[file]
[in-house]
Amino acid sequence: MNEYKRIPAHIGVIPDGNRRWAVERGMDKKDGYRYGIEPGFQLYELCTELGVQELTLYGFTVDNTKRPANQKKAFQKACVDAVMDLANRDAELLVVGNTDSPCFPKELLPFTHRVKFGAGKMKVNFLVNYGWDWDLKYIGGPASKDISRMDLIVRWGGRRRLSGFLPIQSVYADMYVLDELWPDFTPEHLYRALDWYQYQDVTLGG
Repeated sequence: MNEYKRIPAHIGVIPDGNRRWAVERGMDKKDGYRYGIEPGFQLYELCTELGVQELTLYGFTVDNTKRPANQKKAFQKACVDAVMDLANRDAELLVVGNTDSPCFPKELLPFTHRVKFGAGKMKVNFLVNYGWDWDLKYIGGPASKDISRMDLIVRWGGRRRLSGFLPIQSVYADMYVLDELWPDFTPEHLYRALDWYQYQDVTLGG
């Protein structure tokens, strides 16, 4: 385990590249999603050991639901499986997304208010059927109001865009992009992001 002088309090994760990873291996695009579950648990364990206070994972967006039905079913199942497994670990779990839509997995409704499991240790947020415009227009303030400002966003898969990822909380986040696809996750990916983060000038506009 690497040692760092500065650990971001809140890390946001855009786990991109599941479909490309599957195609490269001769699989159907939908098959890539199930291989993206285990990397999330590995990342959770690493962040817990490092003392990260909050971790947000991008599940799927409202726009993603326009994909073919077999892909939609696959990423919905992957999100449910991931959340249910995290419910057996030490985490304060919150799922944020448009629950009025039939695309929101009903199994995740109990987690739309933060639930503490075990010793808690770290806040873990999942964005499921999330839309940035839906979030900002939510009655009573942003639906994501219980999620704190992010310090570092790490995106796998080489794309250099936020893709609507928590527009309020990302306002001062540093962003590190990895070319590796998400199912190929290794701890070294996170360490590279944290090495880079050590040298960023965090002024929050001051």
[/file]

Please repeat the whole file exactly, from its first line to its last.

[in-house]
Amino acid sequence: MNEYKRIPAHIGVIPDGNRRWAVERGMDKKDGYRYGIEPGFQLYELCTELGVQELTLYGFTVDNTKRPANQKKAFQKACVDAVMDLANRDAELLVVGNTDSPCFPKELLPFTHRVKFGAGKMKVNFLVNYGWDWDLKYIGGPASKDISRMDLIVRWGGRRRLSGFLPIQSVYADMYVLDELWPDFTPEHLYRALDWYQYQDVTLGG
Repeated sequence: MNEYKRIPAHIGVIPDGNRRWAVERGMDKKDGYRYGIEPGFQLYELCTELGVQELTLYGFTVDNTKRPANQKKAFQKACVDAVMDLANRDAELLVVGNTDSPCFPKELLPFTHRVKFGAGKMKVNFLVNYGWDWDLKYIGGPASKDISRMDLIVRWGGRRRLSGFLPIQSVYADMYVLDELWPDFTPEHLYRALDWYQYQDVTLGG
């Protein structure tokens, strides 16, 4: 385990590249999603050991639901499986997304208010059927109001865009992009992001 002088309090994760990873291996695009579950648990364990206070994972967006039905079913199942497994670990779990839509997995409704499991240790947020415009227009303030400002966003898969990822909380986040696809996750990916983060000038506009 690497040692760092500065650990971001809140890390946001855009786990991109599941479909490309599957195609490269001769699989159907939908098959890539199930291989993206285990990397999330590995990342959770690493962040817990490092003392990260909050971790947000991008599940799927409202726009993603326009994909073919077999892909939609696959990423919905992957999100449910991931959340249910995290419910057996030490985490304060919150799922944020448009629950009025039939695309929101009903199994995740109990987690739309933060639930503490075990010793808690770290806040873990999942964005499921999330839309940035839906979030900002939510009655009573942003639906994501219980999620704190992010310090570092790490995106796998080489794309250099936020893709609507928590527009309020990302306002001062540093962003590190990895070319590796998400199912190929290794701890070294996170360490590279944290090495880079050590040298960023965090002024929050001051």